What is Stand Up Philosophy

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This blog charts my attempts, in whatever way I can, and whenever I can, and as honestly as possible, to stand up for thinking - real thinking, whether in philosophy or politics, or maths - Because thinking needs standing up for!

Monday, January 14, 2013

Standing up for Freedom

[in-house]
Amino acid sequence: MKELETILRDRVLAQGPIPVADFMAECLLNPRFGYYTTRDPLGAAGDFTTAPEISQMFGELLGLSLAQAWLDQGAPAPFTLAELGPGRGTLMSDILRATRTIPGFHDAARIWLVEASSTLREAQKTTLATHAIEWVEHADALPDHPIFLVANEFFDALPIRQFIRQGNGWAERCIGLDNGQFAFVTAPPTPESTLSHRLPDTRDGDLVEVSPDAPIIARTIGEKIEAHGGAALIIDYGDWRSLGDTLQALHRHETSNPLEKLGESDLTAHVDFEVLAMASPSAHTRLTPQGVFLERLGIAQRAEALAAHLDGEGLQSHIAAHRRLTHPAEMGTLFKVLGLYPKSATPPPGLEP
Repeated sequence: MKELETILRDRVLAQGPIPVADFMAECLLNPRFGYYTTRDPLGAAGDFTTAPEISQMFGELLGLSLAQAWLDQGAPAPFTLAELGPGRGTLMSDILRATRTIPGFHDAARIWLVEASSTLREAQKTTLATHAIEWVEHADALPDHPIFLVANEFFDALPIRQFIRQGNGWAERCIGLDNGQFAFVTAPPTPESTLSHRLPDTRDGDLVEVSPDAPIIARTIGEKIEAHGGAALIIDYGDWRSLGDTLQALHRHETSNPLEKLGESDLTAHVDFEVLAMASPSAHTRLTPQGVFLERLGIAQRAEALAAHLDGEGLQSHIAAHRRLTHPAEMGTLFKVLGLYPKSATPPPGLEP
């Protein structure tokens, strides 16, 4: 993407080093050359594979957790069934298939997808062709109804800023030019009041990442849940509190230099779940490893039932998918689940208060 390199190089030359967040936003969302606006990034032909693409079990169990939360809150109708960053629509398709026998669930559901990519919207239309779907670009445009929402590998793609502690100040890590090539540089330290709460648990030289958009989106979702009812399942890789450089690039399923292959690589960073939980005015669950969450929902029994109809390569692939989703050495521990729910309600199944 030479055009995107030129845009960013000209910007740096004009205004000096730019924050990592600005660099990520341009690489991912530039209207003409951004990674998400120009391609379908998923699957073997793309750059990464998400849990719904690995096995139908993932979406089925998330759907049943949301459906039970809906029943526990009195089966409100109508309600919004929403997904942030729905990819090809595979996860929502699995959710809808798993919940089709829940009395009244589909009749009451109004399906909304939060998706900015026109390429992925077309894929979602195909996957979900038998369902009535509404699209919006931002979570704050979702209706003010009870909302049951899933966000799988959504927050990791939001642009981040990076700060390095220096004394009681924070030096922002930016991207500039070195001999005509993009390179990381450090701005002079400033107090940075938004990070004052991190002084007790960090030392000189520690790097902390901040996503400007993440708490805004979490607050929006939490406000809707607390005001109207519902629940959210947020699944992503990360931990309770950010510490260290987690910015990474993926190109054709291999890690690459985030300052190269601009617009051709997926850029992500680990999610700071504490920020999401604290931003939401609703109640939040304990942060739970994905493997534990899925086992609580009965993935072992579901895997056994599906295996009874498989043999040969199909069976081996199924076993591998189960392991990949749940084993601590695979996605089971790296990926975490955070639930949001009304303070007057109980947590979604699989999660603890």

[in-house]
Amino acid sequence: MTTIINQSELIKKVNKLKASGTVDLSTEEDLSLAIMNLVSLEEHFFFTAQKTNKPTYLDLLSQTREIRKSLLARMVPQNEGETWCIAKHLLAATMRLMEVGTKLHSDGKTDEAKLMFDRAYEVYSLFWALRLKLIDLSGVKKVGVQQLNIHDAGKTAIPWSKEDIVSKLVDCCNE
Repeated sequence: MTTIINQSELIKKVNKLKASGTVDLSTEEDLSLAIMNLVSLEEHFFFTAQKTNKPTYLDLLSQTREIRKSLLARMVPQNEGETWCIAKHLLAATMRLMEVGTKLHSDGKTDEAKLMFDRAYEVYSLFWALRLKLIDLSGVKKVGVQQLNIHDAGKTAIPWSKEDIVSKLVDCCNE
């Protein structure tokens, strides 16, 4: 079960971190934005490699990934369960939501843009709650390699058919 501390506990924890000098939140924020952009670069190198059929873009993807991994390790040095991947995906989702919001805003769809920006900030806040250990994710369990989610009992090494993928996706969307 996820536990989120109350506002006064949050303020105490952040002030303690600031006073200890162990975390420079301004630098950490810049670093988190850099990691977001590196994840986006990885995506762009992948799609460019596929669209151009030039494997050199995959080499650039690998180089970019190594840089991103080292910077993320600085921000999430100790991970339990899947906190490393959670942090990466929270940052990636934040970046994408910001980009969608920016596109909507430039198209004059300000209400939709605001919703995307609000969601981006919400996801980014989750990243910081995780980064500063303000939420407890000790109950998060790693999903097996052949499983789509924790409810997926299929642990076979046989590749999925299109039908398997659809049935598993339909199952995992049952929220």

Where does an idea as strange as Freedom come from? And how can one praise it, when we are as caught up in it as we are? How indeed? Perhaps the only way is to watch that idea decompose before us - to hear and see where many of its aspects come from, and to think then for ourselves how the ideas are then used: In short a backwards history of thought, where ideas fall apart, and are reworked - a history that we can then in our own minds, run forwards for ourselves, as we decide how we might also be free. A history must start with the very modern paradox of how one lives in a society where if one is not necessarily free to do something, the thing is either illegal or the topic of anxiety; and then work backwards to re-find the potency of freedom itself. The first piece tonight looks at Foucault's argument, which seeks to understand how society captures you without you being aware of it, and how that makes freedom so hard. The second piece is Deleuze's counter argument, and is a poetic conjuration of how the moment might set you free. Full playlist The Four Minute Foucault Or the History of Sexuality, in an Introduction, three Arguments, and a Conclusion. In his scintillatingly intense study, 'The History of Sexuality Volume 1: The Will to Know', Foucault not only attempts to persuade you that your sexuality is really not what you have been told it is, but also that even as you desire, you are plugged into a wider complex web of power, that defines our society. Foucault thereby turns our inmost feelings into a battleground of regulation and resistance. Freedom becomes then, if not about setting your mind free, then a matter of managing the exact way that the Power-Desire locus, defines what one is, and what one can think. In this short piece the critical argument here, is turned into an intense performance, which summarises both the complexity, and includes the good humour of the original work. Deleuze, - Becoming Heaccity: This vivid piece is an adaptation of one short essay from Deleuze and Guattari's great ragbag of a book 'A Thousand Plateaus'. The study, uses art and imagery to try to show you how you might set yourself free in each and every moment, if only you have the courage to see it, and the commitment to live it. This brief, and beautiful piece of writing needs to be understood as as much an invocation to freedom, as it is an argument. Deleuze is trying to show you how you are free, and not merely to tell that you are, a move which I attempt to capture in the performance. Having set out the modern problem, we start to go back in time. First a hundered years (or so) ago, but this basic duality of freedom remains the same - but understood now in relation to the demise of god, and what it means to be 'from hope and fear set free'. Neitzche: Kant, and how to 'think the thought that has Ne'ar been Thunk before'. This piece was inspired by Nietzsche's hilarious deconstruction of Kant in 'Beyond Good and Evil'. Here he dismisses Kantian philosophy as mere word play, and theological smoke and mirrors. I have taken it as my inspiration, and blended it with famous details from Kant's life, to make this rumbustious story. So is it time to Think the thought that ne'ar been Thunk?' or even 'Plunder that ponder thats ne'ar been plumbed?' On a different and far darker tack, is Marx's version of a similar problem. What does it really mean, he asks, to live beyond God in a world of science? The Three Minute Marx: Or The dream of Marx in 3 thesis and a panic attack This short piece attempts the impossible! Not only is it a short succinct summary of Marx's great work 'Das Capital', but also it attempts to make Marx radical and powerful again. We then move back only a generation, and yet so much changes. God is still in heaven (just), and there is the argument that not only can one reconcile personal and political freedom, but it is necessary for both that one does so. An argument that will infuse the work of the next three philosophers. Hegel: Or how Culture will Set you Free. Hegel presents, albeit it a slightly idiosyncratic way, the clearest, and perhaps most persuasive argument, that only society can set you free. This argument is perhaps best made in the philosophy of Right, whose introduction is presented here. The performance attempts to recapture something of Hegel's unique lecture style, part introverted thinker, part messianic prophet. Kant: What is Enlightment? This is Kant at his critical and yet belligerent best. In the cause of freedom he argues, one must both question everything, but ultimately to conform the norms of one's day. To fail in either of these, Kant claims, is to risk that very freedom that we should cherish. Kant is therefore both the greatest of revolutionaries but also the most extreme of reactionaries: As modern audiences can find this position uncomfortable, please feel free to heckle - Kant will love it! Rousseau, and the dark symphony for Freedom: The first two books of the Social Contract. This is one of those books, whose first opening, like certain pieces of music, we all know so well. And yet like a big symphony, the introduction, the first lines, are actually at odds with a lot of the rest of the argument in the work; an argument that takes one on a very strange journey, through freedom, to oppression. It is therefore a book that writes the history of so many revolutions, and yet does so before the revolutions have happened... It is a study which, like good music, is at once dark and light, and has gathered new power and new meaning across the two and half centuries since it was written. Why Must One Worthy of Living in the Best of all Possible Worlds? The next piece, is one of my favourites. It is from my second favourite philosopher, Leibniz, and amounts to a thesis defence of an idea which Voltaire hooted out of history, namely that this is the Best of all Possible Worlds. And yet, this mockery is so unjust - for the argument behind this doctrine is very subtle and carefully nuanced. In this piece I update Leibniz for modern ears, and give him a chance to answer Voltaire, and to try to invigorate an idea he held very dear. We now jump back past the Reformation, to a world of fixed theologically sanctioned monarchy, and a somewhat surprising argument which appears to critique that world. Thomas Moore and the pathway to Utopia. The first book of 'Utopia' In this very witty and radical text Moore, appears to question not just the assumptions of his day, but also of the ages that have followed it, as he sends up not only monarchs, and their desire for land, but also the Novo Homo, desire for wealth. He can do this by presenting the critique as traveller's tales, and putting it into the mind of a speaker whose position in society is unclear and complex. I attempt to capture that complexity, and the very modern alternative style comedy that infuses it, by performing this piece in two voices, that of Moore and the traveller Raphael, through whose interactions so much can still be said. Now we jump a millennia and a half, over so much that could be said by Aquinas, Augustine and Ibn Sina. But for reasons of time, we will next pick up the story of freedom in a lament, written in Ancient Rome to the passing of its Republic, a lament that then formed the backdrop for so much that was then thought about freedom and the state. The Valediction to Freedom Or Cicero's 'Republic' as a speech This piece seeks to present Cicero's central argument, in his book 'The Republic', as he might have best understood it, a speech made by his ghost. In his address Cicero will, not only present a summary of his book, but will also relate it to his own tragic end, and seeing both as precedents, make a direct appeal to us today. For he argues that we too, stand upon the fork of Fate, and on one side lies fear, and on the other only hope. The final two pieces go right back to the origin of philosophy in Plato, and looks from a different perspective at the idea of personal freedom, and its consequences. That is all very well for you Scocrates Or Alcibiades' lament for love This intense performance attempt to recapture something of one of the great moments in philosophy, but also in the history of freedom. Its inspiration lies in Plato's 'Symposium', the book that invented the word Philosophy. The highlight of that book might have been Socrates' great speech, where he attempts to show how love can set the lovers free. But just at the moment of Socrates' great appeal, his erstwhile friend Alcibiades, enters and is persuaded to give this very different account of their relationship. An account that is at once sobering and powerful, for reminds us that the freedom of one, is so easily another's dark prison. The final piece for tonight is where one always needs to start and end in Philosophy. It is from Plato's Apology - and starts with the moment that Socrates stands up to make an appeal for his life, against trumped up charges. It is a moment of high drama, for no-one really knows whether, like so any others, Socrates will plea bargain, or whether he will fight, and if so how. A drama that caught the spirit of Plato, and which infuses so much of his writing and all the philosophical debates that have followed it. It is therefore one of the great Events, in whose light the Western Philosophical tradition of freedom was forged. There is also a major role for the audience in this piece, so feel free to bury yourself in the part of the People of Athens.